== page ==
“If religion were true, its followers would not try to bludgeon their young into an artificial conformity; but would merely insist on their unbending quest for truth, irrespective of artificial backgrounds or practical consequences.”
~ H. P. Lovecraft
I have never been a religious person. I never go to the temples to worship or to pray. However, I am not an atheist either. I believe in God my own way. My quest for spirituality has always been focused towards nature. I find the divinity in the unspoiled beauty of nature. But a few years ago, during my stay in Pushkar, a small town in Rajasthan, I felt that spiritual connection right at the Holy Lake of Pushkar.
It was a spectacular sunset by the lake. Standing on the ghats (steps) of the lake, hearing the sound of temple bells, watching the orange fireball sinking into the horizon, the temple structures fading into the twilight, and the silhouettes of the birds ‘contemplating’ amidst the still waters (perhaps, they were still in search of food… 🙂 ), I felt eternity in those magical moments.
Udaipur city and the palace. The wall divides the frame in two halves – one is the courtyard of Udaipur City Palace cast in the shadow of the palace in the afternoon and the other half is the city, shining bright in the golden light. It can also be interpreted differently – one half of the picture belongs to the imperial and the other half is for the commons. But together they formed a kingdom around five hundred years ago. Most importantly, one half denotes present and the other belongs to the past – a bygone era of valor, success and grandeur.
Pushkar in the twilight. The following picture is one of my favorites, because it exudes the essence of the place. It was a beautiful evening by the holy lake. The reflection of the temples and edifices in the stagnant water of the lake made the vista picture perfect.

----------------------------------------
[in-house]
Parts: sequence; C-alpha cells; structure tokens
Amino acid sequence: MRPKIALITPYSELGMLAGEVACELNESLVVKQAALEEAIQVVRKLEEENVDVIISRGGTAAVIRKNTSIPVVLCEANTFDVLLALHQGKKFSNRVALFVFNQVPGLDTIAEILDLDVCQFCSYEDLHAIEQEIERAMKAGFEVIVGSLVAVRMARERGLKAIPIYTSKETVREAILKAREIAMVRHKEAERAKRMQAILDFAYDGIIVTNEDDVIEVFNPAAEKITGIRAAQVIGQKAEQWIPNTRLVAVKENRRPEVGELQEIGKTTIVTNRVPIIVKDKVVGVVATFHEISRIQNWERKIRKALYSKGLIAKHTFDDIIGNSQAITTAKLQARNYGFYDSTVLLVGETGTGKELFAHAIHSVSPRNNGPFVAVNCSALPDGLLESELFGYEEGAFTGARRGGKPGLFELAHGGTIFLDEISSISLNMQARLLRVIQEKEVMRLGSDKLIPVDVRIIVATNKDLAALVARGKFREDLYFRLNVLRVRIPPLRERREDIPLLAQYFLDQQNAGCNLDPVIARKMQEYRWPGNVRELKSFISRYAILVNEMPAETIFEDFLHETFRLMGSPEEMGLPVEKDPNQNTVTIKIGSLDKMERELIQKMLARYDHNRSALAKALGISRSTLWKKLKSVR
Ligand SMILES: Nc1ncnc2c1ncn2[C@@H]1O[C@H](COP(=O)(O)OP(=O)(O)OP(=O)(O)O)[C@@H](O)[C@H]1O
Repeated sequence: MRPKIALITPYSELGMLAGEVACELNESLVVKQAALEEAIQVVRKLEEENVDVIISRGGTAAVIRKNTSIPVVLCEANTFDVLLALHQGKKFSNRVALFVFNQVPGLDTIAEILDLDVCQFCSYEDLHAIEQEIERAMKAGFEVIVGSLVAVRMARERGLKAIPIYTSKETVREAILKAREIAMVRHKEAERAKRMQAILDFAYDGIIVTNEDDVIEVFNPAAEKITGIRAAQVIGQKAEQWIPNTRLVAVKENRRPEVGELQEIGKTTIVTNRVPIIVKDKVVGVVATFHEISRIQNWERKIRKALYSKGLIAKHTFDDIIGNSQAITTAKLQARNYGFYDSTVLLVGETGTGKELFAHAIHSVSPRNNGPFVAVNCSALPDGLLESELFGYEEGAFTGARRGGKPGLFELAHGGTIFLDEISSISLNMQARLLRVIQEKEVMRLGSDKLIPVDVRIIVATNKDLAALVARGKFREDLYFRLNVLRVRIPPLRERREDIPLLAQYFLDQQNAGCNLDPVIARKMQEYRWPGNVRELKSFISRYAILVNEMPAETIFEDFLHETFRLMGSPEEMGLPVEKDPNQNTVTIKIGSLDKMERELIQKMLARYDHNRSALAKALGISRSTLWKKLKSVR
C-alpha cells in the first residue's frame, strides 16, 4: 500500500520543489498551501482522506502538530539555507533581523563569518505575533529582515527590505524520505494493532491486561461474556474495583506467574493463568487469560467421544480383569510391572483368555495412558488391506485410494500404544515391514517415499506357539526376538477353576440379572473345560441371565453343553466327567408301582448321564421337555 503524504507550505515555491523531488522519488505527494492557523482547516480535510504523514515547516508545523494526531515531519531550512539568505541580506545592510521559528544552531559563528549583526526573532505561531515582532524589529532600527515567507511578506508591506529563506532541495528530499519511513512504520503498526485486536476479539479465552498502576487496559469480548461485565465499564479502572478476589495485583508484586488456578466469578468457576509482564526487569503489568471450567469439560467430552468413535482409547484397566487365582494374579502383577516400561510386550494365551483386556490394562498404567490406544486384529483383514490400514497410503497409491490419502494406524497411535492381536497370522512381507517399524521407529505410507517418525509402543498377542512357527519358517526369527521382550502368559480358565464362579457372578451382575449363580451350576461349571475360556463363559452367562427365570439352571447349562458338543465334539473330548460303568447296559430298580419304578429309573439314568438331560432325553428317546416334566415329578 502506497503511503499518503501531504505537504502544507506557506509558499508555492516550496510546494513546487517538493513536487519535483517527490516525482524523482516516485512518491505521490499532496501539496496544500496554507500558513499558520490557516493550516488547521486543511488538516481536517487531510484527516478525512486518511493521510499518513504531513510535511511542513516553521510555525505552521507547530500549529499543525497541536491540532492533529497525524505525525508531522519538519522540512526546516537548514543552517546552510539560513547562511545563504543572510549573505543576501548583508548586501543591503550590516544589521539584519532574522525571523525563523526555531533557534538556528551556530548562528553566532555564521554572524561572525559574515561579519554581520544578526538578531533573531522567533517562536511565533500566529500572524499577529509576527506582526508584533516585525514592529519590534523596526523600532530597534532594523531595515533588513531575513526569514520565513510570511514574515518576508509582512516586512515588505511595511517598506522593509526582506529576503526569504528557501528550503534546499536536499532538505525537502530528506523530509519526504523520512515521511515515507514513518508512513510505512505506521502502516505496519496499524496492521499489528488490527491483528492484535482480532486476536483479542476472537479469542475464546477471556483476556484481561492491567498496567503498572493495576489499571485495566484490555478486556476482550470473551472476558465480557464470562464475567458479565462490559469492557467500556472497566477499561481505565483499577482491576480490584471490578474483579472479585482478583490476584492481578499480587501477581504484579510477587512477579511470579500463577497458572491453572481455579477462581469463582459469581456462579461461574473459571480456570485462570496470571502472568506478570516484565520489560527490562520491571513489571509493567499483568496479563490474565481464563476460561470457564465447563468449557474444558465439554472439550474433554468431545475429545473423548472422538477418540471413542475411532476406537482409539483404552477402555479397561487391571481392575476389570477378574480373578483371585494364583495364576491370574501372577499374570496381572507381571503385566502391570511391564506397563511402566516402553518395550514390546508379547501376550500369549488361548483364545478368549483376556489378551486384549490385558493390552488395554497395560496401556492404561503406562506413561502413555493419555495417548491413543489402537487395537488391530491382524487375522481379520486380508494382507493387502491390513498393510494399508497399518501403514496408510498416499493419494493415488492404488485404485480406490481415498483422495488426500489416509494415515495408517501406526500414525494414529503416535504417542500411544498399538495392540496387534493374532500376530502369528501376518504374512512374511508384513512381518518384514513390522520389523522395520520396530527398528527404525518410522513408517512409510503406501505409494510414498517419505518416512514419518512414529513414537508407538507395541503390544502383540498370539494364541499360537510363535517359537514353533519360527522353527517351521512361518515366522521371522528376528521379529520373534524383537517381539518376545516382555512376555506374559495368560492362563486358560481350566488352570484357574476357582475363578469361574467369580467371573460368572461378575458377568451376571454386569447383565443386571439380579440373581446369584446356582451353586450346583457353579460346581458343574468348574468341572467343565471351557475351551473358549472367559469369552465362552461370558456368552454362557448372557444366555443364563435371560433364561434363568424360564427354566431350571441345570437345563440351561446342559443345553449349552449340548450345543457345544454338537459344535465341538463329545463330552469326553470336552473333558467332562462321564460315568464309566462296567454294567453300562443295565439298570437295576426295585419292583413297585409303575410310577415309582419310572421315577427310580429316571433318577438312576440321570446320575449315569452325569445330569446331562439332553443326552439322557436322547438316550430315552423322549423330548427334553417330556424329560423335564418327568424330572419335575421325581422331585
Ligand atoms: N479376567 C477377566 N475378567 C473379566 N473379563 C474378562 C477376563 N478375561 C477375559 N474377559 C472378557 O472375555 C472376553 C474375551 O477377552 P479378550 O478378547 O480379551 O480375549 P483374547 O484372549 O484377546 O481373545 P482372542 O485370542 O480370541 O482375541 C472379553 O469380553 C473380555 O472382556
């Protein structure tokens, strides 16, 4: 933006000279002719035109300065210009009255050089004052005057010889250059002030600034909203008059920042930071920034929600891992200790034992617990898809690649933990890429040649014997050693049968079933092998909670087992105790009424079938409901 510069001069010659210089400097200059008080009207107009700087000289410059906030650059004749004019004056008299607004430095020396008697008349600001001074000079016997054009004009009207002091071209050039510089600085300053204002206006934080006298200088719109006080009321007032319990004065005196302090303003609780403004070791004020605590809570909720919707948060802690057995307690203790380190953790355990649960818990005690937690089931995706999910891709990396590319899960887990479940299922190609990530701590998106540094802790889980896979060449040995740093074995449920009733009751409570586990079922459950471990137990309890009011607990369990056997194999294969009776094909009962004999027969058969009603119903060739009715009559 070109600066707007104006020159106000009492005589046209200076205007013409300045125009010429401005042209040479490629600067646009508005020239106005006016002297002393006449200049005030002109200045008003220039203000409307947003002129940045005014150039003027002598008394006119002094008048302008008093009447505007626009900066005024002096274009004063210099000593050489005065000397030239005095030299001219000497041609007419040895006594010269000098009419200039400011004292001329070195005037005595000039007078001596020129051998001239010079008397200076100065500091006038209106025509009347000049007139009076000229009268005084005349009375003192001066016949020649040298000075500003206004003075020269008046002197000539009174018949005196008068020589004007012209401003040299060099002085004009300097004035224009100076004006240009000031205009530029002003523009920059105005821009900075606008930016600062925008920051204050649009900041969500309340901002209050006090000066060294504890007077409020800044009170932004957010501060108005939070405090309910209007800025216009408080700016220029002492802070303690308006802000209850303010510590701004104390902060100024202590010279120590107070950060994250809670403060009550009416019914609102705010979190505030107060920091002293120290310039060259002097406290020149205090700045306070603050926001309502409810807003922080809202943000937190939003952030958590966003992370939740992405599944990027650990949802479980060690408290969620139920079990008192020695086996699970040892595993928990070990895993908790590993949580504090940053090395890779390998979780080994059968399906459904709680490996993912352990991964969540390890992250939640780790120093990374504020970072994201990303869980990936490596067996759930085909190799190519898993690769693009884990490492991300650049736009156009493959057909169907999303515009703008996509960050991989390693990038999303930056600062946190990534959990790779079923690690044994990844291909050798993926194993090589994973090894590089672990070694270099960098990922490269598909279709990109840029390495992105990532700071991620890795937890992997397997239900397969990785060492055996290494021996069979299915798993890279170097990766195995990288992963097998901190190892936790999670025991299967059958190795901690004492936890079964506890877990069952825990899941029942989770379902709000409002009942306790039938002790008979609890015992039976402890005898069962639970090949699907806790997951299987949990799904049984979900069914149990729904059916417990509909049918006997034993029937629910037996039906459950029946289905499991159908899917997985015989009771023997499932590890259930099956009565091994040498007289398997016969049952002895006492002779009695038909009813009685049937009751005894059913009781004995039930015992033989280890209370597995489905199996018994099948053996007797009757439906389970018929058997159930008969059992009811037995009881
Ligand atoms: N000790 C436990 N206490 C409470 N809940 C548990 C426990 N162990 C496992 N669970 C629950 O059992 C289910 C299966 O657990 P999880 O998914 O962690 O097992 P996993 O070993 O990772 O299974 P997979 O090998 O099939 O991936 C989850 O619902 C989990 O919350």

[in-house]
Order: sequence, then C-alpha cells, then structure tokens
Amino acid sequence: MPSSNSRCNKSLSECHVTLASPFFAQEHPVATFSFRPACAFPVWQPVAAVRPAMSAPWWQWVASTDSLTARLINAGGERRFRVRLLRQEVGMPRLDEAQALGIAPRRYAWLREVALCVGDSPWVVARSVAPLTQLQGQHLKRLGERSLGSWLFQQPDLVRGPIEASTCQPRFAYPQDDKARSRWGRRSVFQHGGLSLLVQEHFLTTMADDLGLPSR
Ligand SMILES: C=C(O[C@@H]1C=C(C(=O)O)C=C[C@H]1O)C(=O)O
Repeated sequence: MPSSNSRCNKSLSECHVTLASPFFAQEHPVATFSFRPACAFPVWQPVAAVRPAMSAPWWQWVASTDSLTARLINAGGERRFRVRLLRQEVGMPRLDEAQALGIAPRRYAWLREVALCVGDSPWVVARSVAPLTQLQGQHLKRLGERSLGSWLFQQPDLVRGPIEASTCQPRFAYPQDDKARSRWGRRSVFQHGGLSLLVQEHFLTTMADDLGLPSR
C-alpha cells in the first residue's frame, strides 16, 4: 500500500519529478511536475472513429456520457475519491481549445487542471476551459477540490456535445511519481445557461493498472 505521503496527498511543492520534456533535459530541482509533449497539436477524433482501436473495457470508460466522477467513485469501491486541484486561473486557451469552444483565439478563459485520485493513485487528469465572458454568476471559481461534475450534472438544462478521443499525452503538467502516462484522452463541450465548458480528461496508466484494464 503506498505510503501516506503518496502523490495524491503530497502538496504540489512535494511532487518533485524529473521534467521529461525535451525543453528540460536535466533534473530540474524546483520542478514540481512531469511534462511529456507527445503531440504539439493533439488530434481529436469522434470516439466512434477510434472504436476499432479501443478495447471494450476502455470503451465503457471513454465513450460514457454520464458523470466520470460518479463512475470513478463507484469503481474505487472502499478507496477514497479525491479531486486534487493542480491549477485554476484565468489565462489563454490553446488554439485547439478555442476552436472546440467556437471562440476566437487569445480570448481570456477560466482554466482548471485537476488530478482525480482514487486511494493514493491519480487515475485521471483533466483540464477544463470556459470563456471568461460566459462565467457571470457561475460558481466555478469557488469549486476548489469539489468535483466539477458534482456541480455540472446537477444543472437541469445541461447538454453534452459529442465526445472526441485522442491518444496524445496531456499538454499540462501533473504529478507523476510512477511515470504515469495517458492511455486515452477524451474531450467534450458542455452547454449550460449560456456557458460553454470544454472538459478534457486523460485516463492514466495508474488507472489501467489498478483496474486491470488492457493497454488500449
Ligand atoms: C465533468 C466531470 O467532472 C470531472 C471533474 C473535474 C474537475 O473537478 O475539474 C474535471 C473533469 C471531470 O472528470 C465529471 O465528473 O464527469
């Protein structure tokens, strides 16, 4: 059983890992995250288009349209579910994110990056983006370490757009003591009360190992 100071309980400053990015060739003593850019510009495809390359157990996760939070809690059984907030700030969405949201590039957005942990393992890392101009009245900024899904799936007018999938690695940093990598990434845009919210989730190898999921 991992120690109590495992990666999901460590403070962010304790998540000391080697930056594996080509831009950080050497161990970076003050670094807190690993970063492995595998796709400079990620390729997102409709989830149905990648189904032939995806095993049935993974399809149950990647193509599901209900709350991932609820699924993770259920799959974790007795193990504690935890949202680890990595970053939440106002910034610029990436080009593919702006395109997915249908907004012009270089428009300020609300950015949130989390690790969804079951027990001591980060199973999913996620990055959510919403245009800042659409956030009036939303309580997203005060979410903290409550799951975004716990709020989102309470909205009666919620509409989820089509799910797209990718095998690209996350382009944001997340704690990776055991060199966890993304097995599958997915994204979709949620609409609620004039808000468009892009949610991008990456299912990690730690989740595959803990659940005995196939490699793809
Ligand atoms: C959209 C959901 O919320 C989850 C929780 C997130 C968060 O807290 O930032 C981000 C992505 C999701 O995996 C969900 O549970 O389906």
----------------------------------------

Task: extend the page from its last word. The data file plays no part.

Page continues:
It was a warm, sunny morning in Udaipur. We were boating the calm waters ofFateh Sagar Lake. The sky was blue and the sprawling water reflected the shade of the sky so beautifully that it was difficult to understand where the sky ended and the water began until I saw the range of hills in the horizon which split the blue frame in two halves.
“The camel fair is over. What’s the point of visiting Pushkar at this time?”, I thought, after looking at the itinerary of our Rajasthan Tour. A small town with a few temples and a lake is not a place to attract me – a person who likes to stay away from temples. After a daylong sightseeing in Jaipurwe headed for Pushkar the next day. I had no idea what surprise was waiting for me there. We started early in the morning and reached our hotel (Hotel Teerth Palace) in Pushkar at around 3:30 pm. Our 7-hour long drive included only one stop at Ajmer Sharif for a quick visit at the shrine of the sufi saint, Moinuddin Chishti. We also had our lunch break there.
After dumping our luggage at the hotel we quickly got fresh and set out to explore the religious town, which is also one of the five sacred Hindu pilgrimage sites in India. Even if the famous Camel Fair was way over when we visited in December we found there are more things to do in Pushkar.
Walking tour of the town
In a small place like Pushkar a walking tour is the best way to get the vibe of the place. It takes 15-20 minutes’ walk from the hotel to the Holy Lake through a lively market area. There were textiles and garment shops, handicraft stalls, eateries and miscellaneous stores on both sides of the road that led to the Holy Lake. Looking at the garments and accessories stores all around I figured out that Pushkar would be a good place for shopping. And I was right! We’ll talk about shopping later.